Here's what its officers articulated the second of their three main purposes:
The objects or purposes to be promoted or carried on are … (2) To use all means to further humane education in public and private schools, churches, farm groups, and youth organizations, and among the general public, provided, however, that the corporation shall not have the power to organize or conduct a private school. (emphasis added)
The Articles of Incorporation were amended in 1957, but only to change the group's name to the Humane Society of the United States. (We will elaborate on the reasons why in a separate post.) As far as we can tell, HSUS's board has never changed or replaced the language above. And this indicates to us that HSUS has no business going into the education business.
So we're at a loss to explain how HSUS has managed to "organize" and "conduct" something called Humane Society University—but there it is.
In its 2008 tax return, HSUS explains (p. 50):
Research and Education encompasses the HSUS's Planning and Evaluation unit, its higher education division, Humane Society University (HSU), its humane education division, Humane Society Youth, and its publishing division Humane Society Press (HSP) … Humane Society University (HSU) provides work-force training programs for the humane movement and with university partners offers [sic] certificate and degree programs in animal studies …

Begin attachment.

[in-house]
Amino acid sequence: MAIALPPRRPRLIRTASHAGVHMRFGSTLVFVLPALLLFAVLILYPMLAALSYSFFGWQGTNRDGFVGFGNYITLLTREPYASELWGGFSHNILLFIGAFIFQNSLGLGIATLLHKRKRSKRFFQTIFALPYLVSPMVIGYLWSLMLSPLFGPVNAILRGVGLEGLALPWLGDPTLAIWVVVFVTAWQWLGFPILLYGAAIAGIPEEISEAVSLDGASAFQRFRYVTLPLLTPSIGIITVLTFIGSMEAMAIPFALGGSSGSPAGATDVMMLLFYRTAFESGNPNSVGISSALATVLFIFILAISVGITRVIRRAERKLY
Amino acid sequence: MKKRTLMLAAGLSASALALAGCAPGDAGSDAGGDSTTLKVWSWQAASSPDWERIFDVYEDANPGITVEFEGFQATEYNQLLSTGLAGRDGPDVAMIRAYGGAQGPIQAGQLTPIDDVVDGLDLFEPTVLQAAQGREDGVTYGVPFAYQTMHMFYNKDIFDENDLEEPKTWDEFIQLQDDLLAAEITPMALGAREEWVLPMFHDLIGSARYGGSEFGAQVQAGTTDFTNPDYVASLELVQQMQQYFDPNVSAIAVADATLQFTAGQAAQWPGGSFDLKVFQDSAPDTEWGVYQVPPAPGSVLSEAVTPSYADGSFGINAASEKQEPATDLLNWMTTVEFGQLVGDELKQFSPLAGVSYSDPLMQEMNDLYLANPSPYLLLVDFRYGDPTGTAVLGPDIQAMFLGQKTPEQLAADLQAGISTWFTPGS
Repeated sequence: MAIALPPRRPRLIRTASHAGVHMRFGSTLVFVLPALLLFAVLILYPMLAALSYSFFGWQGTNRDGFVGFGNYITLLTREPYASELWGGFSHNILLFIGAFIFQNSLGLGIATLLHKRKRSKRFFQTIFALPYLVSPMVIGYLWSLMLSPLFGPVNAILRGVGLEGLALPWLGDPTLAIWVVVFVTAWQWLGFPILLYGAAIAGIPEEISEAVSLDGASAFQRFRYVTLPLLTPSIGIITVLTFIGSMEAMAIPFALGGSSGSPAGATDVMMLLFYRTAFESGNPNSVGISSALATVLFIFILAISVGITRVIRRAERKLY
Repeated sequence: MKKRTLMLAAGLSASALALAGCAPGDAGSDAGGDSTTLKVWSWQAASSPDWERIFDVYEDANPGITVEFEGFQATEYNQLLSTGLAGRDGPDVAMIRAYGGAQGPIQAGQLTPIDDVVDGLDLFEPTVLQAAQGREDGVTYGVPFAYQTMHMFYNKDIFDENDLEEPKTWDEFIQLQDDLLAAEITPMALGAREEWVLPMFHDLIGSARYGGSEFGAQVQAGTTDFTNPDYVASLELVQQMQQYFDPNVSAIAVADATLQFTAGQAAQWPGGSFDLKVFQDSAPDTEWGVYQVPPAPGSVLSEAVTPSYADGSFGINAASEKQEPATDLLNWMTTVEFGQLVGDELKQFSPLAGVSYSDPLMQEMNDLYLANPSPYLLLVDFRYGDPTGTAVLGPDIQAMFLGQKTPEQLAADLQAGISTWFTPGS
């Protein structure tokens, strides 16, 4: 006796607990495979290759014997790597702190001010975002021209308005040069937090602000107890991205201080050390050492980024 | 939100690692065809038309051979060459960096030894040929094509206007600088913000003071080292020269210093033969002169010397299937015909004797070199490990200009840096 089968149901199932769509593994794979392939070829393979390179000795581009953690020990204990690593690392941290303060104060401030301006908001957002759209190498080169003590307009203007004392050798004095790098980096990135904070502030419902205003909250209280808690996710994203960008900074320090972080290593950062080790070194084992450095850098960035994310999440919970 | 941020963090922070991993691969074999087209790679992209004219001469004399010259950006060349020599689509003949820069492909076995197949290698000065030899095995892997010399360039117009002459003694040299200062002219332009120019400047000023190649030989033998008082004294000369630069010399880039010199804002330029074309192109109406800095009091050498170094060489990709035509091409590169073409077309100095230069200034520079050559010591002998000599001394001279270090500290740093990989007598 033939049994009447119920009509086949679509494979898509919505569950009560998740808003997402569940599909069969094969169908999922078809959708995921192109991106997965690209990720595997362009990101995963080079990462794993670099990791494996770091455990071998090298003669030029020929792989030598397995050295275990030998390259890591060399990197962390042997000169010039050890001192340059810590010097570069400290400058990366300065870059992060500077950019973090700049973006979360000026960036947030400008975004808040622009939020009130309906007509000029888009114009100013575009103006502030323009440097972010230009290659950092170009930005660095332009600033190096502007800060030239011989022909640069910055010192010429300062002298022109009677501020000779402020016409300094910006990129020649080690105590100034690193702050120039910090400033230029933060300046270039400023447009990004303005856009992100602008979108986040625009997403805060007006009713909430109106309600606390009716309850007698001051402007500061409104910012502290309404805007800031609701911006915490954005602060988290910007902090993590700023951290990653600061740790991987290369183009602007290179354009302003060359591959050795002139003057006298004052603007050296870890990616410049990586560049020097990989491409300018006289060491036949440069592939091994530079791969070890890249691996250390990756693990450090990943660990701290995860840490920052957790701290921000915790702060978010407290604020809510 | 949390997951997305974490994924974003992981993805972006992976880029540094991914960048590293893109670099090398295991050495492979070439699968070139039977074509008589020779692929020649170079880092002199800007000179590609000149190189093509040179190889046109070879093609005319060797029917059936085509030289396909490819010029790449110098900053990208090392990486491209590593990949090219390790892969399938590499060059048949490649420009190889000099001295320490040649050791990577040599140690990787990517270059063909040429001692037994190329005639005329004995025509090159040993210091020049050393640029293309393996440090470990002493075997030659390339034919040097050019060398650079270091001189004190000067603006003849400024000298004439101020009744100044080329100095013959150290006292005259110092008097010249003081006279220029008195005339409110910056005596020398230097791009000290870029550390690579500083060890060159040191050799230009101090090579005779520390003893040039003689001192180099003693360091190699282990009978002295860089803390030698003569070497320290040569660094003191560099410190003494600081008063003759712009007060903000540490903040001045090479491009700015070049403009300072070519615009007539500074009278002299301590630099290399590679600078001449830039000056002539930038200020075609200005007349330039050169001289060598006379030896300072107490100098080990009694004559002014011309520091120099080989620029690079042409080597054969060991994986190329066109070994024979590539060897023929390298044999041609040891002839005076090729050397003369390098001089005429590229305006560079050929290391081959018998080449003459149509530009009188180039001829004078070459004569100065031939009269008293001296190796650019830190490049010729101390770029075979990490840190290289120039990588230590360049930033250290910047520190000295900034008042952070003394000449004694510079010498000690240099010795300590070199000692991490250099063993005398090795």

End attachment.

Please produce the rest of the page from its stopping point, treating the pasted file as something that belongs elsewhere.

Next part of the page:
It's entirely possible that we've missed something, and that HSUS's voting members agreed at some point to allow the organization to ignore the original wishes of their incorporators. If that's the case, we're sure HSUS's lawyers will let us know.
But otherwise, it sure looks like HSUS is violating its own charter by operating a private school. This is from HSU's "about us" page:
Humane Society University is a private, non-profit institution offering a variety of online, hybrid, and classroom undergraduate degree, graduate certificate and professional development programs in human-animal studies. The University is based in the District of Columbia. Humane Society University offers five terms of intensive 8-week courses per year, for 3 credit hours per course. (emphasis added)
If anyone knows what's going on, we're all ears. Otherwise, we're going to start a conversation soon with the District of Columbia Department of Consumer and Regulatory Affairs. We wonder how big the fine would be?
Image: The Pet Scene store